Originally posted September 2011

On August 21, 2011, rebel forces in Libya rolled into the capital Tripoli, seemingly finishing off months of armed combat and foreign intervention and bringing down yet another Arab head of state. At the same time, sporadic but violent repression of protests in Syria continues, while other states remain calm or have seen their protest movements fizzle. We open this second volume of our series, Revolution and Political Transformation¸ at a time of uncertainty and transition for the region.

 

The events of the “Arab Spring” demonstrate more clearly than anything else the heterogeneous nature of states in the Middle East. Monarchies, republics, and jamahiriyya alike have all faced popular protest to one degree or another, yet some have stood and some have crumbled. While the first volume of this compilation of essays focuses on Agents of Change, those people and movements who pushed these revolutions forward, the essays in this volume seek to answer the question of why they succeed or fail by examining regime responses. Why does nonviolence accomplish in Egypt and Tunisia what required armed insurrection to accomplish in Libya, and why does nonviolence fail in Syria and Bahrain? What role does the US play in the success or failure of popular protest? By examining the “re-action” to the “action” of popular mobilization, we hope to provide a more complete picture for future analysis.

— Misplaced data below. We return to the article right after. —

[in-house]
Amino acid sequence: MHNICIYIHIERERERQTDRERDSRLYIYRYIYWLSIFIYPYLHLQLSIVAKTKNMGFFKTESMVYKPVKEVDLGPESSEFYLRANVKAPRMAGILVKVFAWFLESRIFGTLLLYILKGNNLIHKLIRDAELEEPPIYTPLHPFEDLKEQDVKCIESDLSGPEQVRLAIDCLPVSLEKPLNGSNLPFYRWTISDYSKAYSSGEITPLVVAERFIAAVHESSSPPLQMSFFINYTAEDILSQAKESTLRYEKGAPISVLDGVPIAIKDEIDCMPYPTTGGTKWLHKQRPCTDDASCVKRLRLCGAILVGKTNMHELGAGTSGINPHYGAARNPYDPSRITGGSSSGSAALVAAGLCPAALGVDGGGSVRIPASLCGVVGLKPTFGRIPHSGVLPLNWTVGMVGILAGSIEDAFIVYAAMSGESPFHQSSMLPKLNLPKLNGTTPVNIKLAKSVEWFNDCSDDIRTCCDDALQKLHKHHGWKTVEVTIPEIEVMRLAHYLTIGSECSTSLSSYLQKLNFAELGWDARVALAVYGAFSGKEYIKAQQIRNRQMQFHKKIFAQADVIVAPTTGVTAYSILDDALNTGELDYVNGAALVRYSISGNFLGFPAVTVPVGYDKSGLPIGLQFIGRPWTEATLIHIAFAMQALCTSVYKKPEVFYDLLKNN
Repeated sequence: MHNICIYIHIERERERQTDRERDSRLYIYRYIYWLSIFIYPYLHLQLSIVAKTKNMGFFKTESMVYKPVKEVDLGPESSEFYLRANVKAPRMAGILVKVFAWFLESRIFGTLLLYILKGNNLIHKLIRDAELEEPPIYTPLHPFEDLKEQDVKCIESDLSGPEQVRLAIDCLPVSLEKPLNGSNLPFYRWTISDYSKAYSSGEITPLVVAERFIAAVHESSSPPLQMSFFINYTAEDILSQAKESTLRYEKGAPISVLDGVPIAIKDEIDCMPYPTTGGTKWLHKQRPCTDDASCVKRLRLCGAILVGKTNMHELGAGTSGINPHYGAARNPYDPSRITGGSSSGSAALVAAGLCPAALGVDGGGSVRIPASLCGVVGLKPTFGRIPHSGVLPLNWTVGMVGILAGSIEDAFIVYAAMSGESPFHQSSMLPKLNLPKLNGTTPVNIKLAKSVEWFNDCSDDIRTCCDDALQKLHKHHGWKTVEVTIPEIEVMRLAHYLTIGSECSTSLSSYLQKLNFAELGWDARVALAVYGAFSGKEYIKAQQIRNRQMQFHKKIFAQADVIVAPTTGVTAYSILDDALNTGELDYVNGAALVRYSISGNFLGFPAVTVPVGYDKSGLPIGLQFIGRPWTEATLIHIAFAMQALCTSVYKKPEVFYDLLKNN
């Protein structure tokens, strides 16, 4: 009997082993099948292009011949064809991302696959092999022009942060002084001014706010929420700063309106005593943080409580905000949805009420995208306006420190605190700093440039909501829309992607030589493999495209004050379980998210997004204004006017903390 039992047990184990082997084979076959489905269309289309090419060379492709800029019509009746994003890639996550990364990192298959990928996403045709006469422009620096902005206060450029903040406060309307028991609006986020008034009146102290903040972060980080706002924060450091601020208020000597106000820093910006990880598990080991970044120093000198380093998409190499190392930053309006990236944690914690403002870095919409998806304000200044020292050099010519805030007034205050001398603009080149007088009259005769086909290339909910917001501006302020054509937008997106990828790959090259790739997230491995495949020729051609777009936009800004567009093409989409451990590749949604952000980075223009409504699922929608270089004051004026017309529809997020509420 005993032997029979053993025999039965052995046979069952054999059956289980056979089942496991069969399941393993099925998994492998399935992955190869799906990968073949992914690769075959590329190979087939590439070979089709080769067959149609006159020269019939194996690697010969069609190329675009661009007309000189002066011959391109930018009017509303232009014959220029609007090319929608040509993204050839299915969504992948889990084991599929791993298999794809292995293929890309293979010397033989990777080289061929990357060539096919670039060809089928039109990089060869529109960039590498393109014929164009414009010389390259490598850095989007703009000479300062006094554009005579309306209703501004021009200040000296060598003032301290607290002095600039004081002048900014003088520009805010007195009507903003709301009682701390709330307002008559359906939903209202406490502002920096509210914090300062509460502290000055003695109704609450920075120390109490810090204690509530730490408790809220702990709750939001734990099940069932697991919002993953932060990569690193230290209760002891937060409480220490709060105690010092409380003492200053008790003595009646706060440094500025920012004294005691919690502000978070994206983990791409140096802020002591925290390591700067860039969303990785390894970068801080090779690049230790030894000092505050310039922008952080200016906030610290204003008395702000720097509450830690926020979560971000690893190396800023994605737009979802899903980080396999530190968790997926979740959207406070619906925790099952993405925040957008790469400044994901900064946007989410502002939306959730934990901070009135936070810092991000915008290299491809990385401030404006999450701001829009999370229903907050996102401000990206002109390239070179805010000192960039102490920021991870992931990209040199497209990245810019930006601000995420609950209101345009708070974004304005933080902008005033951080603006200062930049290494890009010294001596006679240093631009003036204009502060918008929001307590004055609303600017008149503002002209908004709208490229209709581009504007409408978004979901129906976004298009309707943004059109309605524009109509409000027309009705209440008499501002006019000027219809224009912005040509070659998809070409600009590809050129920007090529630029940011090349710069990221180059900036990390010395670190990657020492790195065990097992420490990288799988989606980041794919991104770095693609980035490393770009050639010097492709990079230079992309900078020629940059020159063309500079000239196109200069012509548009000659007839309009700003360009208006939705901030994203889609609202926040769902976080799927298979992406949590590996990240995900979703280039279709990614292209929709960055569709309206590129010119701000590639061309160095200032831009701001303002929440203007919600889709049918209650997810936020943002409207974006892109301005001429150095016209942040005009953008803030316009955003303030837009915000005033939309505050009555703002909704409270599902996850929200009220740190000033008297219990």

This volume comes little more than half a year since the fall of President Husni Mubarak in Egypt, and the ink has not yet dried on the pages being written about the other countries in the region. We intend these pieces to provide an outlet for commentaries, hypotheses, and analysis, but not to serve as the final word. The third and final volume in this series to be released this fall will seek to summarize our contributors’ thoughts on the way forward.